Q: I have an 18-year-old Quarter Horse that was diagnosed with bone spavin a couple of years ago. He’s been comfortable with traditional protocol until recently. I’ve started him on hock injections, but now they are not as effective. He is very active in both performance and gaming events.

What I understand is that once the lower hock joint fuses the horse is no longer in pain and it usually doesn’t change the horse’s gait, or slightly at the very least. I read the study which was done regarding alcohol joint fusion and its effectiveness on the disease. I want to make an educated choice for my horse, and this sounds too good to be true. I’ve mentioned it to my vet, and he says he doesn’t like to destroy joints if he doesn’t have to. Isn’t that what is happening now with this disease (osteoarthritis)? Is this a good choice or should I stay with the traditional treatments?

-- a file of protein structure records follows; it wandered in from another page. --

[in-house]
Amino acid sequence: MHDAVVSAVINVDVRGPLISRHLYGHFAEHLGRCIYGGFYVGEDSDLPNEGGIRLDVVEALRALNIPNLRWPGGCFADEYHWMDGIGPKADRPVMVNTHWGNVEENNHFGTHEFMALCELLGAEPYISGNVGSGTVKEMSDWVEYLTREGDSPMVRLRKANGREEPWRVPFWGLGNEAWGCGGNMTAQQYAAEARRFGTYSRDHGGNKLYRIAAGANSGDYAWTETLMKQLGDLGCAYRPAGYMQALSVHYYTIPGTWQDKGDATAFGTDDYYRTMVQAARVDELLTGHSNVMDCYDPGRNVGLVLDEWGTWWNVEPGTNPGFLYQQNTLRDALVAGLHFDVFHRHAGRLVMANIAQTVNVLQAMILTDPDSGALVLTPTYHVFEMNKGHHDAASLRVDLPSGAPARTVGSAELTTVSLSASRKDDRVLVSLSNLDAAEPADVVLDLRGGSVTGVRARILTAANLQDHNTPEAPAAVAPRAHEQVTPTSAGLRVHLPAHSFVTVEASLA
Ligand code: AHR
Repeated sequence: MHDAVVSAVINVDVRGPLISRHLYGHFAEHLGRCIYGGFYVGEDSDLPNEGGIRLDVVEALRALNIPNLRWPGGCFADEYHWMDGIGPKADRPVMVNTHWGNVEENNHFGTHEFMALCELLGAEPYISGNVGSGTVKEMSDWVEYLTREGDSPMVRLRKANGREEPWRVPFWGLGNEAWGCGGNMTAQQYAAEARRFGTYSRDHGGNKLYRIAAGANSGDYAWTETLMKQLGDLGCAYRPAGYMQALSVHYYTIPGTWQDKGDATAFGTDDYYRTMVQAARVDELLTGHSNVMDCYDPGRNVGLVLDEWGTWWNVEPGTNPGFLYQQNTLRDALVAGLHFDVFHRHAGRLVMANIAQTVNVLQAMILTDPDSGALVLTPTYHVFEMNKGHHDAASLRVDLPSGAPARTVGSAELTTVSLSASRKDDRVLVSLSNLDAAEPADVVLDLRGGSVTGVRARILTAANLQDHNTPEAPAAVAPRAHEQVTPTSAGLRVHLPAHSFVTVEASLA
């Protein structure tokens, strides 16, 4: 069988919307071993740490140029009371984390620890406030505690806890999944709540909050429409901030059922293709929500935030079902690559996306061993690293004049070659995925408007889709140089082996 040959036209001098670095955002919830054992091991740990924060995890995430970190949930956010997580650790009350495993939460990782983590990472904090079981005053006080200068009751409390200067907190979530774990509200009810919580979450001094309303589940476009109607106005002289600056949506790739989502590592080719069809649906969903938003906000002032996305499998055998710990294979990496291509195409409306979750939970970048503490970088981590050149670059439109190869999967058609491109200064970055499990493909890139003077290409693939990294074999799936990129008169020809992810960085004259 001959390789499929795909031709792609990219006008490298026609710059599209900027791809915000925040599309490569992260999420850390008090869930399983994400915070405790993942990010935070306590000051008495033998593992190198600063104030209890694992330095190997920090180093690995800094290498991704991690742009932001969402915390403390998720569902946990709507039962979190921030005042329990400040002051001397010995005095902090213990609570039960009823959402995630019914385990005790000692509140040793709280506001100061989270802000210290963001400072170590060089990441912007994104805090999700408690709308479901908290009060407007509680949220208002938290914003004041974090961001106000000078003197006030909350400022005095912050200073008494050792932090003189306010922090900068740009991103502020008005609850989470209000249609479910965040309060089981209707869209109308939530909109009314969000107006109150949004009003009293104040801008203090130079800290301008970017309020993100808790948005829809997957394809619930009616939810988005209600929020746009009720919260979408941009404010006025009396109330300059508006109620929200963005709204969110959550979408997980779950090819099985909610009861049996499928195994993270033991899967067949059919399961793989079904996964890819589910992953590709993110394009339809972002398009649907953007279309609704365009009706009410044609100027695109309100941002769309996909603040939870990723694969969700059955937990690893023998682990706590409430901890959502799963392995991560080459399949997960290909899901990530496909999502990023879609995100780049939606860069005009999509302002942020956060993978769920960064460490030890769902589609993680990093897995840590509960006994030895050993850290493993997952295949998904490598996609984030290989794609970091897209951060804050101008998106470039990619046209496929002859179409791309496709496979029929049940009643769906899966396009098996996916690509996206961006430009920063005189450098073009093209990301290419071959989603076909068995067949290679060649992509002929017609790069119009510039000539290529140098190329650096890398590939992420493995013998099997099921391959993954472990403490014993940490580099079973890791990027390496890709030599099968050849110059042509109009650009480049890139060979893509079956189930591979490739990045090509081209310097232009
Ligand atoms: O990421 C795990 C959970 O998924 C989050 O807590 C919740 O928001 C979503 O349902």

Karen Daugherty, Toledo, Ore.

A: The first point is that an 18-year-old competing Quarter Horse is fantastic and a testament to the care he has received over his lifetime. "Hock injections" tend to be steroid-based (with or without a disease-modifying agent such as hyaluronic acid) and as such are potent anti-inflammatory drugs. However, the degree to which they act and the duration over which they act in an individual horse are dependent on the stage of the disease, the amount of exercise (or work), and the horse himself. These drugs might slow the progression of arthritis, but they will not stop it, and therefore over time these type of